“Slightly,” said Ingram, “it seems she suffocated him whilst holding his head against her, so he couldn’t move.”
“What a way to pop your clogs,” replied Tompkins, thinking Miss Scarlett had lost none of her artfulness, “when did this happen, do you reckon?”
“This morning at around half-past midnight,” replied Ingram, “the police in Sussex arrived at the house just as the cleaner was raising the alarm. They wanted to talk to Mr Stark on another matter relating to his au pair, who we both saw rather a lot of last night.”
“The woman at the house by the coast last night, the woman with her legs wide apart, turned out to be Stark’s au pair. It appears your friend Stalky had been having sex with her, but we don’t believe the au pair killed Stalky as the timing isn’t correct.”
“No it doesn’t seem so, Constable Ingram, so could Stalky have killed the au pair, do you reckon?”
“Good question, Tomcat,” said Squiffy Wiffy.
Ingram smiled before answering – “We don’t believe so, because the local police were called to Stark’s house last night. Someone had told them they’d seen Stark’s au pair dangling from a tree, but he denied all knowledge of this and said he’d not seen her all day. They had a look around the house but saw no sign of her although her bed was in a mess.”
“Oh Stalky, what were you doing?” wondered Tompkins out loud. He then had a thought regarding something he should be seen to be asking – “where were his family whilst all this was going on?”
“They were up in London seeing their family and so they didn’t know of his demise until a few minutes ago.”
“I see, well, this rather overshadows what I came to see you about, Squiffy Wiffy. I believe a Russian agitator, codename Stalin 2.0, will arrive in this country in 2 days time, to visit his sympathisers in Manchester, Leicester, and Boston. I think you should send PC Ingram here to Harwich, where this person will arrive, my sources tell me, and then follow him or her to see who their friends are. The added incentive will be that The Big Whopper Gang or whatever their name is will follow this person too as it would be a huge coup for them if they could deport this individual.”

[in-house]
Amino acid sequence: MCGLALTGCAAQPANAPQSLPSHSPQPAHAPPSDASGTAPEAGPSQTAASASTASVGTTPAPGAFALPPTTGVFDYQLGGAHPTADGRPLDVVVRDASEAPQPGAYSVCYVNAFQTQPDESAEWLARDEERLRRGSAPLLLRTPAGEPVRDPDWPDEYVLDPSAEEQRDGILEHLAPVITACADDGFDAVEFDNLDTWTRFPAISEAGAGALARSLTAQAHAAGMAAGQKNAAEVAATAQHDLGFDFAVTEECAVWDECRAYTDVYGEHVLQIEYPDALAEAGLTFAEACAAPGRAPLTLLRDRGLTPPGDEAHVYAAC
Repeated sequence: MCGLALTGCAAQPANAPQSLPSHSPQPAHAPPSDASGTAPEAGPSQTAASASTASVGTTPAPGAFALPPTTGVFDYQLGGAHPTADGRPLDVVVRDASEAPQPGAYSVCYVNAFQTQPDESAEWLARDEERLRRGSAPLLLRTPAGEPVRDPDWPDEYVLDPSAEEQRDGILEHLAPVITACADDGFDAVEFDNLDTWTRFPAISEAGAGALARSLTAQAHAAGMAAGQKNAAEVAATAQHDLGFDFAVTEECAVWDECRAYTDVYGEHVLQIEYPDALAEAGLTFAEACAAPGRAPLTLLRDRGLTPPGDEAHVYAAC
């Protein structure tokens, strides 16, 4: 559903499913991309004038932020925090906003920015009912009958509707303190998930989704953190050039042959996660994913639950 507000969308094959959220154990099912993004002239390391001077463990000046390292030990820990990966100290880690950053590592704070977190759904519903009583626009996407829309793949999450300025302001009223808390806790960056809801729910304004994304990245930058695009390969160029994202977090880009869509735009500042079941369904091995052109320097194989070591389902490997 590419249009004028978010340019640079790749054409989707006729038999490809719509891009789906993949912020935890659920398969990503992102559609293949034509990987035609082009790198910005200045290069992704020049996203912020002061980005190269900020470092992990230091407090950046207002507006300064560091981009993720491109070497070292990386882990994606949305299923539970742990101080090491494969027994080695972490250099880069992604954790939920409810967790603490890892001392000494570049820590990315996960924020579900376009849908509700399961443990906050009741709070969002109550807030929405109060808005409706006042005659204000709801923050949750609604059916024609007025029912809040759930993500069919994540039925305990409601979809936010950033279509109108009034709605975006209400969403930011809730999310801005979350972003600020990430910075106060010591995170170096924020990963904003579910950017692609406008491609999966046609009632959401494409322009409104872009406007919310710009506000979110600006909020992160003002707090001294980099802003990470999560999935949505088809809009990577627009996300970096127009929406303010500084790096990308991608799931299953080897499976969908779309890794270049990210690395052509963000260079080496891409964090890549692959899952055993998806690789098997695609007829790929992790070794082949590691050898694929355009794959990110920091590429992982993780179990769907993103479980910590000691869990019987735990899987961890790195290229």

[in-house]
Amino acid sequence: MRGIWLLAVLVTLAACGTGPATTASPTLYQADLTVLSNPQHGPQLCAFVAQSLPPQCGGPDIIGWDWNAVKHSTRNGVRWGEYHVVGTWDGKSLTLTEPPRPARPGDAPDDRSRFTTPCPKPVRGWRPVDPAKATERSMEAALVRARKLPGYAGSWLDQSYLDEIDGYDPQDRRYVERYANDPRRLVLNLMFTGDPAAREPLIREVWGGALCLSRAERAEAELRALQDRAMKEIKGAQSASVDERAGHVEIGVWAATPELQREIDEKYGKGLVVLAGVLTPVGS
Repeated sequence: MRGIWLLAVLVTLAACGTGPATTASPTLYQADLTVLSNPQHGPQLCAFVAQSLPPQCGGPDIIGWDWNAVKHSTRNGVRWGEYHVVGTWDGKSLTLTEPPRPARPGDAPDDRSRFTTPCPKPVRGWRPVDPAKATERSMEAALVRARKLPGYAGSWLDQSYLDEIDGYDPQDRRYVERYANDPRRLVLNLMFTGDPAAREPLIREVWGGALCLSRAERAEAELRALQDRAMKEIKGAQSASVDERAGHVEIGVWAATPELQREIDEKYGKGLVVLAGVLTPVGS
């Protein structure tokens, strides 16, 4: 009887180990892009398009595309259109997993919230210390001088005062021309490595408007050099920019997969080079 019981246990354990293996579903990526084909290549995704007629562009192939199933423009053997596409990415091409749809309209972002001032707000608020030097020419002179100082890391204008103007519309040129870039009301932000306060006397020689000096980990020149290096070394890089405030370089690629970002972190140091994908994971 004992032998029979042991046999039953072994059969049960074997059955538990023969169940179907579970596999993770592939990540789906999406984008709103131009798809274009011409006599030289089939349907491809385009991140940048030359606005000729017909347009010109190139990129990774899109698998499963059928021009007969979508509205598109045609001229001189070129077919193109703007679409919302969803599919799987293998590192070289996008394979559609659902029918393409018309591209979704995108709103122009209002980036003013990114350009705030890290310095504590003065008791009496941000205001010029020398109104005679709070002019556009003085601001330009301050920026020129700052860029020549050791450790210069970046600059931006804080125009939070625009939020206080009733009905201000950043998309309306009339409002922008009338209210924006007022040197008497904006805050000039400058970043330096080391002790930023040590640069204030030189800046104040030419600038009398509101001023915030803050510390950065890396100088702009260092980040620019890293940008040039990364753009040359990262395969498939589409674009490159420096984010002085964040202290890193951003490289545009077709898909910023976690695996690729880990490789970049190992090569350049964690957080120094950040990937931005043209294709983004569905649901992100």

“That’s a great idea, Tomcat,” said Squiffy Wiffy, “what do you say, Detective Inspector?”
“I’d like to know where Mr Tompkins gets his information, his data, his sureness of everything,” replied Ingram.
“Well, I am well connected, people know where I live, and feel they can share information with me.” He took out an envelope from his Savile Row jacket, which was so well made no one would have known an envelope lurked inside, and handed it to Ingram.
Ingram opened the envelope. He spread the contents on the desk. All the information was there – the arrival, the itinerary, the speaking engagements, the departure.
“And all this just arrived through your letterbox one morning, did it?” asked Ingram.
“It did, PC Ingram, I’ve no idea what time as I don’t get up in the mornings, other than today. It could have been 6am, 9am, 11am, I’ve no idea and to be frank it doesn’t matter. This could be vital information to preserve the future of our beautiful country, this royal throne of kings, this sceptred isle, this earth of majesty, this seat of Mars, this other Eden, demi-paradise, this fortress built by Nature for herself, against infection and the hand of war, this happy breed of men, this little world, this precious stone set in a silver sea, which serves it in the office of a wall, or as a moat defensive to a house, against the envy of less happier lands, this blessed plot, this earth, this realm, this England.”
“Very impressive, that’s Richard II, isn’t it?” asked Squiffy Wiffy.
“It is,” replied Topcat, “I played the King in the school production, y’know.”
“Why am I not surprised?” said Ingram looking at the papers and wondering how on earth one person gained access to all this top-secret information. This data had come from MI5, MI6, the Foreign Office, and from overseas. Friends in high places didn’t even come close to describing the level of Tompkins’s contacts.